Design compilers and languages without sweating the wrong details.
The Compiler Construction Toolkit is a compiler design protoyping suite. The constituent tools aid in building compiler components and learning about compilers.
This is likely primarily of interest to students and hobbyists. Students will find themselves able to verify homework solutions or the correctness of assignments. (If the tools choke, the instructor may have made a mistake or is testing you by providing a recursive grammar, bad input, etc.) Hobbyists can skip unnecessary theory and just crank out lexers or parsers from simple specs, as though using Lex/yacc/Bison, but with a shallower learning curve and from the convenience of their browsers.
It provides a couple learning aids, a web-based lexical scanner generator, and some parser construction tools. Here's the run-down in slightly more depth.
The NFA to DFA converter allows you to verify (or skip) manual determinization of non-deterministic finite automata. This uses the subset construction algorithm (Sipser p55, Dragon Book 2E p153). This relates to Computation / Complexity Theory courses, too.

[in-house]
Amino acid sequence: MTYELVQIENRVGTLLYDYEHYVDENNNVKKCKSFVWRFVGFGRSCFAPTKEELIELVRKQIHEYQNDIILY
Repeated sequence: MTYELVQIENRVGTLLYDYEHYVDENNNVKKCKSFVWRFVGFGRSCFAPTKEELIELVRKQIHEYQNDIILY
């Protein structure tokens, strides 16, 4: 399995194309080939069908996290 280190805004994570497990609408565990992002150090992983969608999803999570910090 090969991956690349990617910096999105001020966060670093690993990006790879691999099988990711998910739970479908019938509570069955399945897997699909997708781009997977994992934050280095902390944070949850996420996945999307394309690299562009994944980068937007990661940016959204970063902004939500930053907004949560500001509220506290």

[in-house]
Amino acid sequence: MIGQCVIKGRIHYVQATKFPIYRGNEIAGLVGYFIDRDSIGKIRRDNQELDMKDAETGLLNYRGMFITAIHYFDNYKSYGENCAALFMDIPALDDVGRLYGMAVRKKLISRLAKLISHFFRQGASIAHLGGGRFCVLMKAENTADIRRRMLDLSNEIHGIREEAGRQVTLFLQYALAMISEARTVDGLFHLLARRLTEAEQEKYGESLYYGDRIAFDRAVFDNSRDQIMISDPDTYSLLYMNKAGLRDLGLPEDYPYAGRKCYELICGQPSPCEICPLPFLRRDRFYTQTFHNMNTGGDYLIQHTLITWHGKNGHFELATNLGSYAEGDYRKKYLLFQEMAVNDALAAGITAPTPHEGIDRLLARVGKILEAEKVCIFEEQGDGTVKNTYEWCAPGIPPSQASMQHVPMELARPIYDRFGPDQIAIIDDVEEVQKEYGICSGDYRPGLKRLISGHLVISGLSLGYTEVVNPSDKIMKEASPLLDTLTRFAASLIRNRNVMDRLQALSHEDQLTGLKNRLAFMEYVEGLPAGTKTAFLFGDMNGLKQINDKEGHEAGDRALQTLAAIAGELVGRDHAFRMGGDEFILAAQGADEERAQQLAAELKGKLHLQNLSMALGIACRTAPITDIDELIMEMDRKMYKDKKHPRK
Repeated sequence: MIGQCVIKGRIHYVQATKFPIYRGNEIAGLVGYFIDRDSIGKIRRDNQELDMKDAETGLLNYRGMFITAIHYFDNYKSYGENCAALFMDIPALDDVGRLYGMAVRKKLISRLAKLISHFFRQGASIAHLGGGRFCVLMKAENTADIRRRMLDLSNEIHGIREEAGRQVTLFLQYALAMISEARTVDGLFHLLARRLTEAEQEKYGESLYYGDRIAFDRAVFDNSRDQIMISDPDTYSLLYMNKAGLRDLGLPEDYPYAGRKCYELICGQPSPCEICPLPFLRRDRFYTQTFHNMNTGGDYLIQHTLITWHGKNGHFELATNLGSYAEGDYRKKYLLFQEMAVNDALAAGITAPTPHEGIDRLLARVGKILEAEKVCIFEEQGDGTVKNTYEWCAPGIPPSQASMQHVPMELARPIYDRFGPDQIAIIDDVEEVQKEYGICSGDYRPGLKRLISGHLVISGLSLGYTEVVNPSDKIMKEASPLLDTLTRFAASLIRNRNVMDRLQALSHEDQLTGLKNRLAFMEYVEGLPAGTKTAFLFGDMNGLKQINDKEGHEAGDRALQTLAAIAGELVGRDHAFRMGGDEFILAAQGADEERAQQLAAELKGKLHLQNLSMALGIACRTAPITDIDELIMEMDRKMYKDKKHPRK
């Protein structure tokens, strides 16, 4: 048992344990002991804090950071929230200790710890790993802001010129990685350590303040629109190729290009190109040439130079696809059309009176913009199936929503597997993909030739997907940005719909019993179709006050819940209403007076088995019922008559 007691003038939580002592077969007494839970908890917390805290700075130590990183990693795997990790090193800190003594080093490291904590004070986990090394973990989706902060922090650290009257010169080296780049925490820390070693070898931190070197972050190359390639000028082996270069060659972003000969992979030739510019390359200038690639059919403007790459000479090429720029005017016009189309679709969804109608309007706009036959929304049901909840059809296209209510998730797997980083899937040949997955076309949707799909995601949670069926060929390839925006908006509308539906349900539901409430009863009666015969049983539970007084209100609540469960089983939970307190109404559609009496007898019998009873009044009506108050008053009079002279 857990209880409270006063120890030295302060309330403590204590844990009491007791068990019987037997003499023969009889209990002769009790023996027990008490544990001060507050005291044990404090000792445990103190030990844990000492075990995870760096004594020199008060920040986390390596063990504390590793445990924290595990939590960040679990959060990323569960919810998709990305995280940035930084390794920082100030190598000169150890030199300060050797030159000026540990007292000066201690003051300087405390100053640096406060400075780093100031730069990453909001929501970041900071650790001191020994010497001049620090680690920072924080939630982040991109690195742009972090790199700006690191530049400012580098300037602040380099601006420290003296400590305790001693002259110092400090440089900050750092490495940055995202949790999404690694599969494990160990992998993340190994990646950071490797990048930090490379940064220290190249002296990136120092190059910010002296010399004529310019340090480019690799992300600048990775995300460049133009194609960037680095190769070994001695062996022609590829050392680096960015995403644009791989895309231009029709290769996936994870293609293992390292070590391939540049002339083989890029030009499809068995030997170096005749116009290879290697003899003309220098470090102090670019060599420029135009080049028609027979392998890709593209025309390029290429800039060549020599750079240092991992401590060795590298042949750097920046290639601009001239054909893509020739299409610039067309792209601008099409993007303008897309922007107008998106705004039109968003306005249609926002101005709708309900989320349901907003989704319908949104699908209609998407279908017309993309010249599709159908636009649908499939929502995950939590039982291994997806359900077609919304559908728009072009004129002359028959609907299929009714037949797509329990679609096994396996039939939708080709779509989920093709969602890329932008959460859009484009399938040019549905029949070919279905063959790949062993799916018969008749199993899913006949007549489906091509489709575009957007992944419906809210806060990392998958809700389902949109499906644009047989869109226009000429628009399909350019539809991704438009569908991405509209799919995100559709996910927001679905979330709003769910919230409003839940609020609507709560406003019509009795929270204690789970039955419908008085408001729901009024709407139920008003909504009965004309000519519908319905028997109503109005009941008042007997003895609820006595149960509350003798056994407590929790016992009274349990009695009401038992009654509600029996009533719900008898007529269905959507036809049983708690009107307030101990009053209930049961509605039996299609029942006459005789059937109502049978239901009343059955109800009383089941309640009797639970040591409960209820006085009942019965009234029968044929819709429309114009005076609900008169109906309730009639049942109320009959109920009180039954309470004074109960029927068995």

The regular expression to finite automata tool runs the Thompson-McNaughton-Yamada construction algorithm described in Dragon Book 2E (p159).
There's a tool to compute first, follow, & predict sets. It does what it says on the tin.
The scanner generator builds lexical analyzers and lets you test and tweak them from the convenience of your browser. It's a life-saver. I also made graph and parser table generators for bottom-up LR(0) parsers and SLR(1) parsers. There's a top-down LL(1) parser table creator too. (GLR, LALR, and LL(*) recursive-descent parsers are yet to come.)
The scanner and parsers are coded with OO in mind, yielding arrays of tuples for ready traversal by other components.
Parser drivers (for undergraduate coursework, anyway) are simple. The "difficulty" (read: tedium) lies is deriving the appropriate tables for the type of parser you're building. These come from things like graphs and/or first, follow, and predict sets. Luckily, my parser tools computes them directly from grammar input as a terse subset of EBNF.
This saves the souls of compiler course students. Trust me.
LL(1) parser tool turns EBNF into the following:
LR(0) parser tool turns EBNF into the following:
The SLR(1) parser tool's similar to the LR(0) one: